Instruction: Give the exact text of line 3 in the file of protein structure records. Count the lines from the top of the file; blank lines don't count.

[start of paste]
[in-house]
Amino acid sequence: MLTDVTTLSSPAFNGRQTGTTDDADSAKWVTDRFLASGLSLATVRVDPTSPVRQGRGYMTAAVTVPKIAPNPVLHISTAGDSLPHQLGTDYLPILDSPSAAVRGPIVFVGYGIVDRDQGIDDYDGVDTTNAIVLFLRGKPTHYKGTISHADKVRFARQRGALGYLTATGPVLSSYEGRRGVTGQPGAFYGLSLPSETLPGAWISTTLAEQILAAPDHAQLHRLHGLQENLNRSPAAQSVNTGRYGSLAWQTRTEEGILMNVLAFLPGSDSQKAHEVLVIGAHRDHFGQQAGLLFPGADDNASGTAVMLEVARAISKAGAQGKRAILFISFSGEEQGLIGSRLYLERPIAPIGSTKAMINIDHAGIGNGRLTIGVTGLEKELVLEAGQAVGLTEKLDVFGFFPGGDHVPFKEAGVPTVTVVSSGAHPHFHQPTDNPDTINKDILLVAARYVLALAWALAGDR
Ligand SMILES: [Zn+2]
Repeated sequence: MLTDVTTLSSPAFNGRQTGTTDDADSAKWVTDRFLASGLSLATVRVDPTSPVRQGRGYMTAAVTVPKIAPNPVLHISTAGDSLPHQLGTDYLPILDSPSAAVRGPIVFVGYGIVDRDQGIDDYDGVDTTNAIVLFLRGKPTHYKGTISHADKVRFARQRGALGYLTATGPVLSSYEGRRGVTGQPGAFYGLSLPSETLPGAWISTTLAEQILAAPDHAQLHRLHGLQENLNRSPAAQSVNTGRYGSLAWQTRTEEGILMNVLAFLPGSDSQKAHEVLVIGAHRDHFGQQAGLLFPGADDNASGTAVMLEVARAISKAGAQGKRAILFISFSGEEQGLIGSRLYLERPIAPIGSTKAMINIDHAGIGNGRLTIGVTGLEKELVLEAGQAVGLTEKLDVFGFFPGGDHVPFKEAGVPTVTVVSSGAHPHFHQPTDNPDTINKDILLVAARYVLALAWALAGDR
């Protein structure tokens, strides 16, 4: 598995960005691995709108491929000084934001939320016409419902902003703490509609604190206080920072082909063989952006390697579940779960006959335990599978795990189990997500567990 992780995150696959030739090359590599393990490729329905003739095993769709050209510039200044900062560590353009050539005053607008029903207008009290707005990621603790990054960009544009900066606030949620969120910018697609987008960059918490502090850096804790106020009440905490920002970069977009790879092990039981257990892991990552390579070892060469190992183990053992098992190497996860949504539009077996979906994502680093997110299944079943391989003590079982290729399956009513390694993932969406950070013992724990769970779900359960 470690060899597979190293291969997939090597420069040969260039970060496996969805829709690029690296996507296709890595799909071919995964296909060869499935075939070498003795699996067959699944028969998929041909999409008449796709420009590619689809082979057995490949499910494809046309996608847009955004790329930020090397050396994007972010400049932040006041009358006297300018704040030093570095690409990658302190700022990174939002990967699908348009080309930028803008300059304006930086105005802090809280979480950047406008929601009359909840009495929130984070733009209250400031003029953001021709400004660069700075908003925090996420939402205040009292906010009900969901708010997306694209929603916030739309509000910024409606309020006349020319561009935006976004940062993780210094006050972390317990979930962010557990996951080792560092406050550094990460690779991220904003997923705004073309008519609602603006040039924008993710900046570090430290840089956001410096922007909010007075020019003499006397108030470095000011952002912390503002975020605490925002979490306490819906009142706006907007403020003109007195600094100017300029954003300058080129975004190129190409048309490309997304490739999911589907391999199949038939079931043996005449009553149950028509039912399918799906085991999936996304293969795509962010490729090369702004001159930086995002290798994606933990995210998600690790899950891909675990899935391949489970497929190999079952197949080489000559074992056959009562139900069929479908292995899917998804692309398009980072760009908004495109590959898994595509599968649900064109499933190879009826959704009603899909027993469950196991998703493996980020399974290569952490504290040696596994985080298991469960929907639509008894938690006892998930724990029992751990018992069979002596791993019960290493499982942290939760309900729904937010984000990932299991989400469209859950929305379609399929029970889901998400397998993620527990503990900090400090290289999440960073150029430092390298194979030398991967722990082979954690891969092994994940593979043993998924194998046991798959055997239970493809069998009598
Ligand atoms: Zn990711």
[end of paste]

Ligand SMILES: [Zn+2]